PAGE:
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Not been self employed since 05/06 but being fined through PAYE?

Hi,

I was working as a car cleaner in 05/06 self employed at the end of 06 I sent the hmrc a letter to inform them I was no longer self employed but now employed, since then I have being paying my tax via PAYE, and moved house. Three days ago I recieved a letter stating that they was going to take what I owed for national insurance contributions through my tax code, I phoned them and they also informed me that in total I owed over £3500?? I never received any self assessment forms in the post, just this letter.

Why would I owe so much, are they fines for not filling my self assements, in contributions what else could they be? Also it says they will start taking this from April I'm worried now as I have a young family and we really struggle as it is aswell having a dmp with step change due to previous credit card debts.

My boss has offered to pay for his accountant to try and resolve this on my behalf. Would this be a good idea or would I be better off on my own.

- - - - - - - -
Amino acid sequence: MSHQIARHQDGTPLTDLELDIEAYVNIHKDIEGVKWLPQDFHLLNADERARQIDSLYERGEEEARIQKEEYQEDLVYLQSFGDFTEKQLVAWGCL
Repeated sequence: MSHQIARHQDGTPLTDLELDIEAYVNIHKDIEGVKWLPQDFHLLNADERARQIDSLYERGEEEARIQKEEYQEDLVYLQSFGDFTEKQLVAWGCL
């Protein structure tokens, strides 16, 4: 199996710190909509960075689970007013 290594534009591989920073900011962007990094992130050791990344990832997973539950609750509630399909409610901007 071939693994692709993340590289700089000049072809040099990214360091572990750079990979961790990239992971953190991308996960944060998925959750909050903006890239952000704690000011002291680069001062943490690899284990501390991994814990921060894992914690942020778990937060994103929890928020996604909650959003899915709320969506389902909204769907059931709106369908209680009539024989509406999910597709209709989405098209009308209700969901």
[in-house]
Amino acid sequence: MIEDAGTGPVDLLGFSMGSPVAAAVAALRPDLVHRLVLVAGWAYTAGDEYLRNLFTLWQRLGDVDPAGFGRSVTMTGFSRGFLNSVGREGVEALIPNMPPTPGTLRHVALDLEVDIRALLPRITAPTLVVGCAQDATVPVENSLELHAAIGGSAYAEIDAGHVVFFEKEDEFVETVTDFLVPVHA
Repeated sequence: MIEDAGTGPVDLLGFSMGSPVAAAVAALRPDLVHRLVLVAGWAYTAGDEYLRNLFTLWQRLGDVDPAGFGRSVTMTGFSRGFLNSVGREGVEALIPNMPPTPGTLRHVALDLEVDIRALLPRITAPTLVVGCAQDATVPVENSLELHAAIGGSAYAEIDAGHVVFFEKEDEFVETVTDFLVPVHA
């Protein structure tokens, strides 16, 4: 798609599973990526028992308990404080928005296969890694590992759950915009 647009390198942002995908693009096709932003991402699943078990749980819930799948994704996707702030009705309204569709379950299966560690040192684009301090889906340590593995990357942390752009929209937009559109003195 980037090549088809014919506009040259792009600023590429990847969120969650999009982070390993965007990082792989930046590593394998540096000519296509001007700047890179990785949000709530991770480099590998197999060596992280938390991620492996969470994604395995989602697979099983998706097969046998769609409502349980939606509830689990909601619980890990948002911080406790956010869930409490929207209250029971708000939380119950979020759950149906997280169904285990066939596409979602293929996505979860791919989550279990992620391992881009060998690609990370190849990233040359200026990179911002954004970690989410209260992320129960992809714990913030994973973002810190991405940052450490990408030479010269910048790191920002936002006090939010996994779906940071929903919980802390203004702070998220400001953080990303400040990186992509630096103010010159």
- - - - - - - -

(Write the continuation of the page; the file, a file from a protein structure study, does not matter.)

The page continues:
Will I still have to pay these fines through my tax code?

How do I resolve this?

Sorry for the 21 questions I'm just really panicking about it and annoyed that this was the first time I heard about it as far as I was aware they knew I was no longer self employed, they must know I'm now employed as I am paying tax via PAYE ? Any advice or help would be really appreciated I m not eating or sleeping through panicking about how much tax they will take and how I'm going to make ends meet.

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Similar situation

My client was in same position.

I rang the self employed National insurance contribution office in Newcastle.